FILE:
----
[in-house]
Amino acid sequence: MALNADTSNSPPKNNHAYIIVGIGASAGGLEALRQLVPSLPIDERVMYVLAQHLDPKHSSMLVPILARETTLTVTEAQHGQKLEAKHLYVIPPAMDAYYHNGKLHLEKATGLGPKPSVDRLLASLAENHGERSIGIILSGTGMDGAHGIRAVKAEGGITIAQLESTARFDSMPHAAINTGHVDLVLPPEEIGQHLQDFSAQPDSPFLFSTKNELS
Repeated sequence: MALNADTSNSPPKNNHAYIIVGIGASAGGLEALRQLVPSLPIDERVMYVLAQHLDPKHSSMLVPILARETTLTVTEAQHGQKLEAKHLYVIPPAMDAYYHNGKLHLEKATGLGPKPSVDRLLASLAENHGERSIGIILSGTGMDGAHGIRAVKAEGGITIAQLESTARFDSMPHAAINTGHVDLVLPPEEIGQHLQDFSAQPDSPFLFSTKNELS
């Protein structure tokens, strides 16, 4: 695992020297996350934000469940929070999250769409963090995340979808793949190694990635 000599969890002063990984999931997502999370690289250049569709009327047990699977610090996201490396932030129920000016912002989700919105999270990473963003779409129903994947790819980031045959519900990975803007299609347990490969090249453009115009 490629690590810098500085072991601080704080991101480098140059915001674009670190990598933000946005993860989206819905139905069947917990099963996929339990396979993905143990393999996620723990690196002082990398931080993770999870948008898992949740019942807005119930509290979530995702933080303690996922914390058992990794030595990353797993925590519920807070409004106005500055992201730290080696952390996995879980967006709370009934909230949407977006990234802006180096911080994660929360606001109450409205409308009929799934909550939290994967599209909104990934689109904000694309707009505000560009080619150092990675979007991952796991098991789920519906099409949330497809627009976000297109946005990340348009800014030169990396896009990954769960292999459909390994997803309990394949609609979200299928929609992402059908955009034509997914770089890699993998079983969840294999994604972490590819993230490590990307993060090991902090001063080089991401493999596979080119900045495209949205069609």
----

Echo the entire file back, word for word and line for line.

[in-house]
Amino acid sequence: MALNADTSNSPPKNNHAYIIVGIGASAGGLEALRQLVPSLPIDERVMYVLAQHLDPKHSSMLVPILARETTLTVTEAQHGQKLEAKHLYVIPPAMDAYYHNGKLHLEKATGLGPKPSVDRLLASLAENHGERSIGIILSGTGMDGAHGIRAVKAEGGITIAQLESTARFDSMPHAAINTGHVDLVLPPEEIGQHLQDFSAQPDSPFLFSTKNELS
Repeated sequence: MALNADTSNSPPKNNHAYIIVGIGASAGGLEALRQLVPSLPIDERVMYVLAQHLDPKHSSMLVPILARETTLTVTEAQHGQKLEAKHLYVIPPAMDAYYHNGKLHLEKATGLGPKPSVDRLLASLAENHGERSIGIILSGTGMDGAHGIRAVKAEGGITIAQLESTARFDSMPHAAINTGHVDLVLPPEEIGQHLQDFSAQPDSPFLFSTKNELS
């Protein structure tokens, strides 16, 4: 695992020297996350934000469940929070999250769409963090995340979808793949190694990635 000599969890002063990984999931997502999370690289250049569709009327047990699977610090996201490396932030129920000016912002989700919105999270990473963003779409129903994947790819980031045959519900990975803007299609347990490969090249453009115009 490629690590810098500085072991601080704080991101480098140059915001674009670190990598933000946005993860989206819905139905069947917990099963996929339990396979993905143990393999996620723990690196002082990398931080993770999870948008898992949740019942807005119930509290979530995702933080303690996922914390058992990794030595990353797993925590519920807070409004106005500055992201730290080696952390996995879980967006709370009934909230949407977006990234802006180096911080994660929360606001109450409205409308009929799934909550939290994967599209909104990934689109904000694309707009505000560009080619150092990675979007991952796991098991789920519906099409949330497809627009976000297109946005990340348009800014030169990396896009990954769960292999459909390994997803309990394949609609979200299928929609992402059908955009034509997914770089890699993998079983969840294999994604972490590819993230490590990307993060090991902090001063080089991401493999596979080119900045495209949205069609």